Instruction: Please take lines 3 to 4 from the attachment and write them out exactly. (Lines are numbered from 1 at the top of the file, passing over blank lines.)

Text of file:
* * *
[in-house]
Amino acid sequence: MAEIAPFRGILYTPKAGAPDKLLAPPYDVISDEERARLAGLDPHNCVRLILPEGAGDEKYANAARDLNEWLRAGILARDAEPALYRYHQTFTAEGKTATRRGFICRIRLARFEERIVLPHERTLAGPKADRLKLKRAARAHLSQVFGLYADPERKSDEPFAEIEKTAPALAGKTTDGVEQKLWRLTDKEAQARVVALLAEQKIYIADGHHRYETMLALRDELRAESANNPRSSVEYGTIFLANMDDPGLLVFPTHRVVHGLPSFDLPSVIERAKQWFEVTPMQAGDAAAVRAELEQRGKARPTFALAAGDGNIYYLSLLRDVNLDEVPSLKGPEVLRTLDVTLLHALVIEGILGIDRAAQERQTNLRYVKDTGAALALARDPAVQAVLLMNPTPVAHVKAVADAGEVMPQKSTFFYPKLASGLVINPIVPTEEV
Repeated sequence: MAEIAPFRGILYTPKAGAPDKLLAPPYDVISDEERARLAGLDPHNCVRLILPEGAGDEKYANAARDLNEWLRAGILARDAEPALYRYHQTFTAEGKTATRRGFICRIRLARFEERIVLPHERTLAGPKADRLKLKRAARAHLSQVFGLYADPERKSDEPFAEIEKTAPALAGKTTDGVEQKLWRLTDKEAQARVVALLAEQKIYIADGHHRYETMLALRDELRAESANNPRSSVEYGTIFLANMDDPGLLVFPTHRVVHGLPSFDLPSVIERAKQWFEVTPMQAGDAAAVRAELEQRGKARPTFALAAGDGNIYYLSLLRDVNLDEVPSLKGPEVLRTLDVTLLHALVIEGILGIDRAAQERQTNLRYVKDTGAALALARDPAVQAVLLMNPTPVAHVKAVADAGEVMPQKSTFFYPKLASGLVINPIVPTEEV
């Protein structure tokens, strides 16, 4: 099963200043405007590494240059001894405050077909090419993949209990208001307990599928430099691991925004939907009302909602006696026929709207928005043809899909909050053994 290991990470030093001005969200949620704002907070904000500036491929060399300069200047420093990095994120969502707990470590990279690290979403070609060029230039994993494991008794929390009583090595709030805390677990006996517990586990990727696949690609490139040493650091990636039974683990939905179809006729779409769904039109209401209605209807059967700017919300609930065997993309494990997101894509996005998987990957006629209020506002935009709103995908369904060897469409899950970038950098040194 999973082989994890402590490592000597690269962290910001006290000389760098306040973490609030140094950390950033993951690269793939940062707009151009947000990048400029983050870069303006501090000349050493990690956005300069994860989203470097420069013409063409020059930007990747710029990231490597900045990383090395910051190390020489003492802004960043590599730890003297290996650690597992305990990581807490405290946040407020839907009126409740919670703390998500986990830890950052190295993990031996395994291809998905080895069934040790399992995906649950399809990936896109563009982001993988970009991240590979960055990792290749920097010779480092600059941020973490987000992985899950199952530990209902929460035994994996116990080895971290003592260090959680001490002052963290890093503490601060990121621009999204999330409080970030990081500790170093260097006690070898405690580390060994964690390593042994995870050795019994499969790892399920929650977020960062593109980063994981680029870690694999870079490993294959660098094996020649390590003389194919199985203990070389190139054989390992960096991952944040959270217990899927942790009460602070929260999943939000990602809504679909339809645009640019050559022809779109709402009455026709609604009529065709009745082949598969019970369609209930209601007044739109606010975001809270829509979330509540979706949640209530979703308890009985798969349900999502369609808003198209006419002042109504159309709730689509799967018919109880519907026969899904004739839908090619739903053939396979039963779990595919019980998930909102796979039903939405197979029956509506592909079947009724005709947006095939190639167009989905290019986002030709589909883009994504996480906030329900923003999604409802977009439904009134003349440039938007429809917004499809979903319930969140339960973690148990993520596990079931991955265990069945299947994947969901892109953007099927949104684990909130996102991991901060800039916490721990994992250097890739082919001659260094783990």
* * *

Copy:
Repeated sequence: MAEIAPFRGILYTPKAGAPDKLLAPPYDVISDEERARLAGLDPHNCVRLILPEGAGDEKYANAARDLNEWLRAGILARDAEPALYRYHQTFTAEGKTATRRGFICRIRLARFEERIVLPHERTLAGPKADRLKLKRAARAHLSQVFGLYADPERKSDEPFAEIEKTAPALAGKTTDGVEQKLWRLTDKEAQARVVALLAEQKIYIADGHHRYETMLALRDELRAESANNPRSSVEYGTIFLANMDDPGLLVFPTHRVVHGLPSFDLPSVIERAKQWFEVTPMQAGDAAAVRAELEQRGKARPTFALAAGDGNIYYLSLLRDVNLDEVPSLKGPEVLRTLDVTLLHALVIEGILGIDRAAQERQTNLRYVKDTGAALALARDPAVQAVLLMNPTPVAHVKAVADAGEVMPQKSTFFYPKLASGLVINPIVPTEEV
């Protein structure tokens, strides 16, 4: 099963200043405007590494240059001894405050077909090419993949209990208001307990599928430099691991925004939907009302909602006696026929709207928005043809899909909050053994 290991990470030093001005969200949620704002907070904000500036491929060399300069200047420093990095994120969502707990470590990279690290979403070609060029230039994993494991008794929390009583090595709030805390677990006996517990586990990727696949690609490139040493650091990636039974683990939905179809006729779409769904039109209401209605209807059967700017919300609930065997993309494990997101894509996005998987990957006629209020506002935009709103995908369904060897469409899950970038950098040194 999973082989994890402590490592000597690269962290910001006290000389760098306040973490609030140094950390950033993951690269793939940062707009151009947000990048400029983050870069303006501090000349050493990690956005300069994860989203470097420069013409063409020059930007990747710029990231490597900045990383090395910051190390020489003492802004960043590599730890003297290996650690597992305990990581807490405290946040407020839907009126409740919670703390998500986990830890950052190295993990031996395994291809998905080895069934040790399992995906649950399809990936896109563009982001993988970009991240590979960055990792290749920097010779480092600059941020973490987000992985899950199952530990209902929460035994994996116990080895971290003592260090959680001490002052963290890093503490601060990121621009999204999330409080970030990081500790170093260097006690070898405690580390060994964690390593042994995870050795019994499969790892399920929650977020960062593109980063994981680029870690694999870079490993294959660098094996020649390590003389194919199985203990070389190139054989390992960096991952944040959270217990899927942790009460602070929260999943939000990602809504679909339809645009640019050559022809779109709402009455026709609604009529065709009745082949598969019970369609209930209601007044739109606010975001809270829509979330509540979706949640209530979703308890009985798969349900999502369609808003198209006419002042109504159309709730689509799967018919109880519907026969899904004739839908090619739903053939396979039963779990595919019980998930909102796979039903939405197979029956509506592909079947009724005709947006095939190639167009989905290019986002030709589909883009994504996480906030329900923003999604409802977009439904009134003349440039938007429809917004499809979903319930969140339960973690148990993520596990079931991955265990069945299947994947969901892109953007099927949104684990909130996102991991901060800039916490721990994992250097890739082919001659260094783990």